I have to be honest. They were stuffed up in the loft for many years as I didn’t quite know what to do with them. I have never treated them with respect and actually pulled out the pages of the birds I liked because it was a real pain leafing through the entire book each time I searched for clues and inspiration to make them work for me.

The illustrations are mainly black and white etching style which is fine. The colour plates dotted throughout are very sweet.


I practically forced myself to do some sketches from them one day out of the blue. I like working in sketchbooks as I am fearless and what I produce has a certain character about it. I prefer inks and dyes to build up layers of tone. Especially Quink ink as it creates fabulous effects when you splatter bleach over it. I then work on top with black fine liners or metallic sparkley gel pens to add detail and feather textures. I quite like the fact that the birds I am drawing from are black and white as I can then make up the colour as I go along. Sometimes I read the descriptions in the text to give me a few realistic clues.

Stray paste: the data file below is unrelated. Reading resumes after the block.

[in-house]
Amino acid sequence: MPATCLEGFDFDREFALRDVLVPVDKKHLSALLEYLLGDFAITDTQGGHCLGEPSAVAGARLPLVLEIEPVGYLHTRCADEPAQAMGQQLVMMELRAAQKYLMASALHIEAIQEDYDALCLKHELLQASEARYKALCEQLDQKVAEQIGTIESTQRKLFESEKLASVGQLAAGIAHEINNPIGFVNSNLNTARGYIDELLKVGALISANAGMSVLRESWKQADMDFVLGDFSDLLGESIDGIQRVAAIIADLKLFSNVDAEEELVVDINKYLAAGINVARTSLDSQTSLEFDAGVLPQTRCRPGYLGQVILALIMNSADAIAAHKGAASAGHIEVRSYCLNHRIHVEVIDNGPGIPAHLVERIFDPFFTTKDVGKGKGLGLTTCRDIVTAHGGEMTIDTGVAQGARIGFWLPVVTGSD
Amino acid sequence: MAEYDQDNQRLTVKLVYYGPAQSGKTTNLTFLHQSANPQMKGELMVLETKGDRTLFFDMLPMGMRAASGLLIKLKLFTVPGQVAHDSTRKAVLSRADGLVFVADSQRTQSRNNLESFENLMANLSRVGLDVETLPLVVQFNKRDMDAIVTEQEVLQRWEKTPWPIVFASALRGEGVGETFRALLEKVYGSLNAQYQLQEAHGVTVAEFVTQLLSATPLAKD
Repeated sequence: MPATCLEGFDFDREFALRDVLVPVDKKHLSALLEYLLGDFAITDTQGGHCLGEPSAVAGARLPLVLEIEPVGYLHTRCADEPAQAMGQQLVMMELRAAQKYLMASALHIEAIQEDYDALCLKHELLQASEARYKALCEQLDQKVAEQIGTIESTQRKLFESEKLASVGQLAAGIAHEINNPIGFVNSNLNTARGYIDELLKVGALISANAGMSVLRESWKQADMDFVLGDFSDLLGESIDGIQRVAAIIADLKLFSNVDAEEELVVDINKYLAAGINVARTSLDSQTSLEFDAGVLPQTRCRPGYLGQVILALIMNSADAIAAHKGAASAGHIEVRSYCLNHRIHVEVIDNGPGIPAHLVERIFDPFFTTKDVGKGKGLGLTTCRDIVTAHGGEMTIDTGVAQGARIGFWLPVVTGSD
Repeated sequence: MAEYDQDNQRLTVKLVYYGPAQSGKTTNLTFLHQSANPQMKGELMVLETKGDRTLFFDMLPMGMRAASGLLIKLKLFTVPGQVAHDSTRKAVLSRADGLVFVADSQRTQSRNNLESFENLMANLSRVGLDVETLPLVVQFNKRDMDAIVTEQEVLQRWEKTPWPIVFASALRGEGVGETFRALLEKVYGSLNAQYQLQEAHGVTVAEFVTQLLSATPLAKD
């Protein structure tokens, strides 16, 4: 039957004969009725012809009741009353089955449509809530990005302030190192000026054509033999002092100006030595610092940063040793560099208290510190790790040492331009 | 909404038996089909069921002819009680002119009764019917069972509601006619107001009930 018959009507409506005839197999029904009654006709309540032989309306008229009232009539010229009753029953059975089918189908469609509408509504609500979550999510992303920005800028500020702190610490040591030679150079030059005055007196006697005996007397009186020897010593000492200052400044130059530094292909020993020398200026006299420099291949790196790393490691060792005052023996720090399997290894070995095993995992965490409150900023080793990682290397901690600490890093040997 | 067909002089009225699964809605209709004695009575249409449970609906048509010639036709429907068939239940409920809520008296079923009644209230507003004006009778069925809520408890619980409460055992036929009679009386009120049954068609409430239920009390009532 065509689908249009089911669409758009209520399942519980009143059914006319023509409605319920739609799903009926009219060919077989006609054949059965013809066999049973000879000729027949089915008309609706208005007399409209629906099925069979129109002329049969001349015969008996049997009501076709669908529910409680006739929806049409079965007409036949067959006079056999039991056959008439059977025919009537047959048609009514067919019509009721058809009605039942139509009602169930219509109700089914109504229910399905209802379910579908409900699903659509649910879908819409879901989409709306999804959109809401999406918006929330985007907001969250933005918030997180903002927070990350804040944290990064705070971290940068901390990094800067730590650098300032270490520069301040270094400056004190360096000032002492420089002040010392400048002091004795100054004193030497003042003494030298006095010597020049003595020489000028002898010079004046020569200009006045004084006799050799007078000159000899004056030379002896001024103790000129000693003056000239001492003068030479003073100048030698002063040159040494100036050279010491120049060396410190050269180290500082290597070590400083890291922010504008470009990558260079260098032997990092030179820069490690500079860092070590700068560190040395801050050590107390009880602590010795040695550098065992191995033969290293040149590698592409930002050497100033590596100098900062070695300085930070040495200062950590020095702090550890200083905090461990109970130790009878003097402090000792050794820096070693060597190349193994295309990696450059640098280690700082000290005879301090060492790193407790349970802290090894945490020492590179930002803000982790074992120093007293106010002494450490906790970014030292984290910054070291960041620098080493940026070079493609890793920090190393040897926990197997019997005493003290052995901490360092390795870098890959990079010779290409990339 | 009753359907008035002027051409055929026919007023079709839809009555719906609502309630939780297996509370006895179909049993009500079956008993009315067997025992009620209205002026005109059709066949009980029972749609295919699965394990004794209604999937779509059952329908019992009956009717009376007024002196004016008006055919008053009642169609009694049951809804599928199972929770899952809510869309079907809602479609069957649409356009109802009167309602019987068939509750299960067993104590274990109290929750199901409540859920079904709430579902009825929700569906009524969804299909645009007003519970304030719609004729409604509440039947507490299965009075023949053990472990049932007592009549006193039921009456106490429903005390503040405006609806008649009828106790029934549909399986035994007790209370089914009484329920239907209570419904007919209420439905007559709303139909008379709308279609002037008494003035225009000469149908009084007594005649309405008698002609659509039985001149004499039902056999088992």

Then followed a series of more finished artwork type pieces. They were quite small really. No bigger than A4. Quite fun to do but very time consuming. I love adding pattern in the backgrounds and creating the sense of multi layered effects. Brown parcel paper is great to paint on. Layer some household emulsion on first, paint a bird and a a bit of branch of top in ink and gouache finished with a layer of varnish to make the wee bird glisten. Add a few runs of machine embroidery and voila……. Alternatively paint a bird on a page from the actual book, add a ditzy geometric pattern and create a more retro effect.



Then my defining moment came. A flash of inspiration. I scanned the bird called The Whiskered Fantail and superimposed it over a photograph I had taken of dried grasses and twiggy bits then printed it out on transfer paper. This I ironed on to fabric and the rest is sort of history. For some unknown reason I embroidered the feathers and detail into that bird and I have never looked back! Miss Jackson starts her sewing!

20140904-193726-70646299.jpg This was then photographed and it became my Christmas card for that year. The embroidered original lives very happily in a lovely desirable property in up and coming West Norwood.

You can teach a dog new tricks

I own a very fine collection of ornamental dogs. Some might disagree and dismiss them as dust catching tat. Some have mentioned the term ‘mid-life crisis’ I don’t care. I love my dogs.